With the likes of Paleo, Primal and Dukan dominating the modern weight loss market, low-carb high-protein diet plans may not be news to us. However, when faced with the thought of a boiled egg for breakfast or a steamed chicken breast for dinner, it’s no wonder the majority of us save these diets for the meat-head bodybuilders and hardcore dieters. But protein doesn’t have to be so, well, ‘caveman’.
Low-carb pancakes, muffins, cookies, bread, ice cream… the protein replacements are endless and surprisingly tempting. How? Step in: Protein powder.
Muscles burn calories and so when we restrict our calorie intake our bodies can shift into ‘starvation mode’ – with muscle tissue the first thing to go. So, if weight loss is your goal, getting rid of such an efficient calorie-burning machine is surely a little counter-productive. Much better to preserve your lean muscle mass by making sure you get all your protein requirements, enabling the fat loss you want. Protein is the building-block of muscles so if you are exercising regularly then you will need additional protein to help repair and protect your muscles after working out.
Whey protein is an extremely easy and convenient way to add protein to your diet, hence the male-targeted advertising and bodybuilding misconceptions. But don’t let that put you off. And, whatever you do, don’t fall victim to the ‘female friendly’ products which are merely taking advantage of your insecurities and reducing the protein content. So what actually is whey protein?
A natural by-product of milk, whey makes up 20% of the protein in milk and, when separated, can be dried out of its water content to produce what we know as whey protein powder. Containing all nine essential amino acids, whey protein has numerous health benefits and anti-cancer properties, scientific studies proving its ability to lower cholesterol, blood pressure and reduce the risk of cardiovascular disease. From unflavoured whey protein to the abundance of sweet-tasting choices (chocolate caramel, banoffee, apple crumble, latte, cookies and cream, to name but a few), the options available far better resemble that of an ice-cream parlour menu than a health-conscious meal plan.
As with any food product, the quality can vary and it’s important that you read the ingredients and protein content before buying. Choose a high quality own-brand version with a minimum protein content of 80% to ensure both quality results and value for money. Because on first glance they don’t look cheap. Ranging from £10-£30 per kg, a typical serving size is 25g (one scoop) which works out at 40 portions, or a measly 25-75p for 20g of protein. So what can you do with it? Well the obvious, and most common, is a milkshake. Simply shake one or two scoops of high quality whey protein with milk, blending in anything else you want to add like bananas, berries, peanut butter etc.
You also don’t need to make your own. Low in fat and high in protein, Upbeat is the only protein drink made with fresh liquid protein, and with 20g per 250ml bottle (and less than 150 calories), it offers an easy and effective way to boost your daily protein intake. Even better, it tastes pretty great too.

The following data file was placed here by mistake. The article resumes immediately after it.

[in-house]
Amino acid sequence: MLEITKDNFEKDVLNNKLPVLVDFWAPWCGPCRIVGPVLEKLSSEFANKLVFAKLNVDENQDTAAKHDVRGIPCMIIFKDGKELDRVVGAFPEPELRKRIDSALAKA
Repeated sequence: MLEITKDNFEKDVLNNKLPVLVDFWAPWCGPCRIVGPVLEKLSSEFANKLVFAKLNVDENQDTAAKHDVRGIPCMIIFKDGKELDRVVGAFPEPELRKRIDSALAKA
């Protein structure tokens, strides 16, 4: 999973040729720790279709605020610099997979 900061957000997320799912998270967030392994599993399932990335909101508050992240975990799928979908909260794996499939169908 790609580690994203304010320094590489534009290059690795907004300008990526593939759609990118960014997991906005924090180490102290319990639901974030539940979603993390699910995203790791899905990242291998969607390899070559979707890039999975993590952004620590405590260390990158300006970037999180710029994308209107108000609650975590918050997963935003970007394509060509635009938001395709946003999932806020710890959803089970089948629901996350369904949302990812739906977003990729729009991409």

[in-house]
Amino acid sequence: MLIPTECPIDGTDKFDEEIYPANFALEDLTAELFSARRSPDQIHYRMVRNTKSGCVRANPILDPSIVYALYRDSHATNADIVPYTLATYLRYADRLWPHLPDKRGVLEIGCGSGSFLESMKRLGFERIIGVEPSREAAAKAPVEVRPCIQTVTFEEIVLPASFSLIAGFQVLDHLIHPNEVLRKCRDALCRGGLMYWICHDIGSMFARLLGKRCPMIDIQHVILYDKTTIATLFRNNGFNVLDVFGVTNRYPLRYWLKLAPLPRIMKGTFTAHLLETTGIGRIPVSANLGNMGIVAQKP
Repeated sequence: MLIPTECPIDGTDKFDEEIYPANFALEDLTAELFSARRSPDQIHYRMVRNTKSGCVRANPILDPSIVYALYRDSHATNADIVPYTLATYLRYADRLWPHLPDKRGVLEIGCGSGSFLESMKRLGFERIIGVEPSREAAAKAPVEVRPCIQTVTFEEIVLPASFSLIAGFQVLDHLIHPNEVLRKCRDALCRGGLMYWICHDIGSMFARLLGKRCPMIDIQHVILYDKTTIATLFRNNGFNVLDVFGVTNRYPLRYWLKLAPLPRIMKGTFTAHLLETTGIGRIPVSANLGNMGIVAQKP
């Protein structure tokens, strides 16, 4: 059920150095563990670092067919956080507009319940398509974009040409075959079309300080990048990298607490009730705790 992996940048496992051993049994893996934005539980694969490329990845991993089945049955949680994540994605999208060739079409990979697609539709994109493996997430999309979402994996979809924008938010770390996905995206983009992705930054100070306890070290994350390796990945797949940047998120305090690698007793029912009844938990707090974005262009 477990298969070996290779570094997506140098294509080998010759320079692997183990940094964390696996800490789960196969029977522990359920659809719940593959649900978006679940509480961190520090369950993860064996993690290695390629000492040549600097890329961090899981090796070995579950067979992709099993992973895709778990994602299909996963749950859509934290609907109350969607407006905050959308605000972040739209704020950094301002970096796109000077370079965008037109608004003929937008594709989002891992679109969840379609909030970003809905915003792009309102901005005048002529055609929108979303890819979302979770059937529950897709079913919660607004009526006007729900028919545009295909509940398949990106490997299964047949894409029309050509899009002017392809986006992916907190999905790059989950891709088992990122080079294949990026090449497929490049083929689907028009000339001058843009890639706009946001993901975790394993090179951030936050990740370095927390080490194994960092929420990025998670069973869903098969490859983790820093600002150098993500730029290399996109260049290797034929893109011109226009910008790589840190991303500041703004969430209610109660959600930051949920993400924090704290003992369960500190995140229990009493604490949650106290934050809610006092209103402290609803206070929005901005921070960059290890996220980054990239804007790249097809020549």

However, for many people, it’s this idea of a smoothie or shake as a meal-replacement that’s most off-putting. This is where the baking comes in.
The basic rule for cooking with protein powder is to treat it as a direct replacement for flour. With only 1.5g carbohydrates per 25g you’ll be surprised at how satisfied you’ll feel with these low-carb equivalents. Whether you decide to cut out flour altogether or do a 50-50 combo is up to you, but when making bread, muffins, or anything with a bit of ‘rise’ I tend to favour a combination. And yes of course if you simply start whacking protein powder in everything you eat already then you probably will put on weight. But the whole point of it is to swap. Swap one scoop of flour with one scoop of protein, swap that half a tub of ice cream with a ice cream protein sundae (recipe below). You get the idea.
Here’s a few tried-and-tried-again recipes to get you started.
Whey Protein Breakfast Pancakes (American-style)
– 1 heaped scoop flavoured whey protein powder
– 1 egg
Whisk the egg and protein together, slowly pouring in enough milk to form a thick but silky batter. Heat a frying pan and spray with a little oil. Pour in the batter, one ladle at a time, and leave to settle. Remember, these are American-style pancakes not crepes, so keep them small). Once you begin to see bubbles coming through (about 20 seconds) use a spatula to gently flip the pancake and leave to cook on the other side. Transfer to a plate and repeat with the rest of the mix.
Whey Protein Ice Cream
– 2 scoops flavoured whey protein powder
– 2 large tbsp Greek yoghurt
Swirl together the yoghurt and whey protein. The protein will cling to your spoon but don’t be tempted to add more yoghurt, keep stirring until the mix is fully combined in a thick, gooey blob. The more yoghurt you add, the icier and less creamy the ice cream. Place in the freezer for around two hours and eat immediately.
*Adjust freezer time depending on the temperature of your freezer
** If freezing the ice cream for a longer period of time (up to two days), remove from the freezer before eating and allow to defrost naturally or stick in the microwave for 10 seconds a time, until your spoon sinks in.